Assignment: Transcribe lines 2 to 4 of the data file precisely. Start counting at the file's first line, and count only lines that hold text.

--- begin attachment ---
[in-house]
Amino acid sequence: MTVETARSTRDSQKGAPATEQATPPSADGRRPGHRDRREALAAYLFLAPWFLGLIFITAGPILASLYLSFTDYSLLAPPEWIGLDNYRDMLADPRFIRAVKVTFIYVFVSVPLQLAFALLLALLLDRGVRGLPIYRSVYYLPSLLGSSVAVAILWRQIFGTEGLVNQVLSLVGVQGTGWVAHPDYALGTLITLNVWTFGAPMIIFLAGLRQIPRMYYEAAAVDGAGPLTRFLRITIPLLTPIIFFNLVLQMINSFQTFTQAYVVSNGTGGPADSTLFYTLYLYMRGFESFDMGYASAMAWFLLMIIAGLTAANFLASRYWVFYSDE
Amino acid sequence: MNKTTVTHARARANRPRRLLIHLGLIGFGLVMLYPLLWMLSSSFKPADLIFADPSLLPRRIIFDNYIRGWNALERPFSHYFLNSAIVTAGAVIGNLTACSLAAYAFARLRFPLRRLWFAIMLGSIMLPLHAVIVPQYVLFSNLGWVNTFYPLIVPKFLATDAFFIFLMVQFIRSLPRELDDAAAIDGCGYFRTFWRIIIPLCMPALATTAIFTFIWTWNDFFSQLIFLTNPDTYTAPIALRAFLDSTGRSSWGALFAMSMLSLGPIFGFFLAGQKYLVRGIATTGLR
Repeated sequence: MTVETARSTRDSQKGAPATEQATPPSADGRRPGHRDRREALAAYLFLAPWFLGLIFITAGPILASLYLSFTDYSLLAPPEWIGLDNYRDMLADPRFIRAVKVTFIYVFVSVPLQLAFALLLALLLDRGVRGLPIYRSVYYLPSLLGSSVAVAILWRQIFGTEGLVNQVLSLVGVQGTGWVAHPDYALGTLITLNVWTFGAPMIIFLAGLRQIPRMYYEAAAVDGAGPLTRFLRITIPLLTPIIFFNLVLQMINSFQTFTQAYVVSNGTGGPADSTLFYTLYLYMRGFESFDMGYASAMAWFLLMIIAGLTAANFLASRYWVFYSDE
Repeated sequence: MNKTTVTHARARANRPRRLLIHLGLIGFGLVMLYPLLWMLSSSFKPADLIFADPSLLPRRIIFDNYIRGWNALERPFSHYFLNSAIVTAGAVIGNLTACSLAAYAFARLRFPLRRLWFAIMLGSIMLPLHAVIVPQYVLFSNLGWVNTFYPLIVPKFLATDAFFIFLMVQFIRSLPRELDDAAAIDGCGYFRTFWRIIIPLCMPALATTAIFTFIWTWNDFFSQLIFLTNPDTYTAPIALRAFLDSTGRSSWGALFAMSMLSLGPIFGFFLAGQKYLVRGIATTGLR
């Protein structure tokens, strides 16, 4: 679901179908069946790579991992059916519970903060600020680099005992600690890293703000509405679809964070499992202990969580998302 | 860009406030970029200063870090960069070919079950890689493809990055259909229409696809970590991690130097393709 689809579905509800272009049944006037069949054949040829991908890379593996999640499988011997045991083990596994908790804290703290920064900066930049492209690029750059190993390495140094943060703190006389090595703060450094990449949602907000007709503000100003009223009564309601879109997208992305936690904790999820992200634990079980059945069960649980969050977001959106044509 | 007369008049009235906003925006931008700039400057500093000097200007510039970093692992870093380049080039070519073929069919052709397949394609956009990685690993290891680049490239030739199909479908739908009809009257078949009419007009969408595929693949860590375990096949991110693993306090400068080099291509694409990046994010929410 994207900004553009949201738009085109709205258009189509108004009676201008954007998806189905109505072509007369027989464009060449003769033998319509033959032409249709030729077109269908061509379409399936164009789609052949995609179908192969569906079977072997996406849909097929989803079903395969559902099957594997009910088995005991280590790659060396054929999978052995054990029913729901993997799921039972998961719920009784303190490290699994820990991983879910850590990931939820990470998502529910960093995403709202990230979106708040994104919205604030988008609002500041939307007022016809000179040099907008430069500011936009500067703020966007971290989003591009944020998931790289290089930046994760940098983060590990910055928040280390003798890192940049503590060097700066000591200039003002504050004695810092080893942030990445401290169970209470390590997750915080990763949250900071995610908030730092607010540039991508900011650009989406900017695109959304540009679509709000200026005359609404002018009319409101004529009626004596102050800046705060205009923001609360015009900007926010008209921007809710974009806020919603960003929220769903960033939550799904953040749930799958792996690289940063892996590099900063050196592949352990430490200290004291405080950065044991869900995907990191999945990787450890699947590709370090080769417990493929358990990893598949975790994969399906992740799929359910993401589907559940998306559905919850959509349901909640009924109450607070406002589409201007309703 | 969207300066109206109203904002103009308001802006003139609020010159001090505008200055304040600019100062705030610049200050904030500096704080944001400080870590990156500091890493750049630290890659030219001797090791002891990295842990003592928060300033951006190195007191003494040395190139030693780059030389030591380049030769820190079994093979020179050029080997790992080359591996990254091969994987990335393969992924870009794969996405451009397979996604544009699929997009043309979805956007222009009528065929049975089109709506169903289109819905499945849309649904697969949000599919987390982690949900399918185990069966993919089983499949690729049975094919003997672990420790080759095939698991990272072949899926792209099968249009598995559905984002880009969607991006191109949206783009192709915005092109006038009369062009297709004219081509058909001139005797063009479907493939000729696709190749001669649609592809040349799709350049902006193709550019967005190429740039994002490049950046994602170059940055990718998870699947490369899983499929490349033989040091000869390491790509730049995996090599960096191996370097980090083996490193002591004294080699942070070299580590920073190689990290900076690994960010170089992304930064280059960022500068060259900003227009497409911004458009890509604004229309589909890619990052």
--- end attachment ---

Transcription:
Amino acid sequence: MTVETARSTRDSQKGAPATEQATPPSADGRRPGHRDRREALAAYLFLAPWFLGLIFITAGPILASLYLSFTDYSLLAPPEWIGLDNYRDMLADPRFIRAVKVTFIYVFVSVPLQLAFALLLALLLDRGVRGLPIYRSVYYLPSLLGSSVAVAILWRQIFGTEGLVNQVLSLVGVQGTGWVAHPDYALGTLITLNVWTFGAPMIIFLAGLRQIPRMYYEAAAVDGAGPLTRFLRITIPLLTPIIFFNLVLQMINSFQTFTQAYVVSNGTGGPADSTLFYTLYLYMRGFESFDMGYASAMAWFLLMIIAGLTAANFLASRYWVFYSDE
Amino acid sequence: MNKTTVTHARARANRPRRLLIHLGLIGFGLVMLYPLLWMLSSSFKPADLIFADPSLLPRRIIFDNYIRGWNALERPFSHYFLNSAIVTAGAVIGNLTACSLAAYAFARLRFPLRRLWFAIMLGSIMLPLHAVIVPQYVLFSNLGWVNTFYPLIVPKFLATDAFFIFLMVQFIRSLPRELDDAAAIDGCGYFRTFWRIIIPLCMPALATTAIFTFIWTWNDFFSQLIFLTNPDTYTAPIALRAFLDSTGRSSWGALFAMSMLSLGPIFGFFLAGQKYLVRGIATTGLR
Repeated sequence: MTVETARSTRDSQKGAPATEQATPPSADGRRPGHRDRREALAAYLFLAPWFLGLIFITAGPILASLYLSFTDYSLLAPPEWIGLDNYRDMLADPRFIRAVKVTFIYVFVSVPLQLAFALLLALLLDRGVRGLPIYRSVYYLPSLLGSSVAVAILWRQIFGTEGLVNQVLSLVGVQGTGWVAHPDYALGTLITLNVWTFGAPMIIFLAGLRQIPRMYYEAAAVDGAGPLTRFLRITIPLLTPIIFFNLVLQMINSFQTFTQAYVVSNGTGGPADSTLFYTLYLYMRGFESFDMGYASAMAWFLLMIIAGLTAANFLASRYWVFYSDE